**Machine A:**

Year | Revenue | Cumulative Revenues |
---|---|---|

1 | 50,000 | 50,000 |

2 | 50,000 | 100,000 |

3 | 20,000 | 120,000 |

**Machine B:**

Year | Revenues | Cumulative Revenues |
---|---|---|

1 | 30,000 | 30,000 |

2 | 40,000 | 70,000 |

3 | 60,000 | 130,000 |

As per the above example, the payback period is 2 years & 2.5 years for machine A & machine B, respectively. According to the payback period method, machine A will be given preference.

The advantage of payback is that it is very easy to calculate & understand. Even people not from a finance background can easily understand it. But the disadvantage is that it ignores the time value of money & anything that happens after a payback point.

### Accounting Rate of Return Method

Accounting rate of return is an accounting technique to measure the profit expected from an investment. It expresses the net accounting profit arising from the investment as a percentage of that capital investment. It is also known as return on investment or return on capital.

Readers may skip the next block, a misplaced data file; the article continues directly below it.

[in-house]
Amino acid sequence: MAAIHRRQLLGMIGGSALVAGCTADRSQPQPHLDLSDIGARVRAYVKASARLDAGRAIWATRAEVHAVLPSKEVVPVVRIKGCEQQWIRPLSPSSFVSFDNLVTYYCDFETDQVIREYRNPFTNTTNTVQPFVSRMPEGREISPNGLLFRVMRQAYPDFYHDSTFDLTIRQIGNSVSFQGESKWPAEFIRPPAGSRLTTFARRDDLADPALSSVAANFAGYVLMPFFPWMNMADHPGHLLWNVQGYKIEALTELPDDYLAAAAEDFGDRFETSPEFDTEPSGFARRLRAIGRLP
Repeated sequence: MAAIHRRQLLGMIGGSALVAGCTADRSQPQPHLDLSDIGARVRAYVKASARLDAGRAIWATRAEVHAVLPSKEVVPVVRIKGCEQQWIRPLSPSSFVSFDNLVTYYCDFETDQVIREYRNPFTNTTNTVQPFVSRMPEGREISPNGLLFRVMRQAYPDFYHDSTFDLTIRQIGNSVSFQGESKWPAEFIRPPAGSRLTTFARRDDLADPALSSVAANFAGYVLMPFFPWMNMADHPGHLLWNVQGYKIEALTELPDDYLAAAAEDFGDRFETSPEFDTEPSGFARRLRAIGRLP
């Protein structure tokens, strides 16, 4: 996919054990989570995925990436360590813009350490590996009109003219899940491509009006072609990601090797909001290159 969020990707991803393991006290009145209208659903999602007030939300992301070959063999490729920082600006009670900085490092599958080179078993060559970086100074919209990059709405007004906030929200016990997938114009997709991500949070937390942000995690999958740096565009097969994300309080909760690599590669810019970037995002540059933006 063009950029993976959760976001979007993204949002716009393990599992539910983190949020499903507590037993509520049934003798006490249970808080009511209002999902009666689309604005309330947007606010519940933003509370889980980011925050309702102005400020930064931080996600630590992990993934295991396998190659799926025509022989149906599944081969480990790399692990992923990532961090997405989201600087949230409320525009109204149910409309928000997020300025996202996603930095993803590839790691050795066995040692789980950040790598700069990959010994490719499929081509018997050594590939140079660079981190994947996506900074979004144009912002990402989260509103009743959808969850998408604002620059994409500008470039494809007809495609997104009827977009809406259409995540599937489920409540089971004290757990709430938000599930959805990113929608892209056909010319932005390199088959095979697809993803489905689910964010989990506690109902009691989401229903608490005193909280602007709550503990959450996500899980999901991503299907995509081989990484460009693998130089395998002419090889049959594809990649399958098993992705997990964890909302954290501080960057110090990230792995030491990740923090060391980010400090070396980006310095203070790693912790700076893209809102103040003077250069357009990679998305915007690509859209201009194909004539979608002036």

The formula of ARR is as follows:

ARR=(Average annual profit after tax / Initial investment) X 100

**For Example,**

XYZ Inc. is looking to invest in some machinery to replace its current malfunctioning one. The new machine, which costs $ 420,000, would increase annual revenue by $ 200,000 and annual expense by $ 50,000. The machine is estimated to have a useful life of 12 years.

- Depreciation expense per year = $ 420,000/ 12 = $ 35,000
- Increase in average annual profit = $ 200,000 – ( $ 50,000 + $ 35,000) = $ 115,000
- Initial investment = $ 420,000
- ARR = ( $ 115,000 / $ 420,000 ) * 100 = 27.38%

## Discounted Cash Flow Techniques

Discounted cash flow (DCF) techniques calculate the present value of cash flows to be received in the future. The following are classified under discounted cash flow techniques: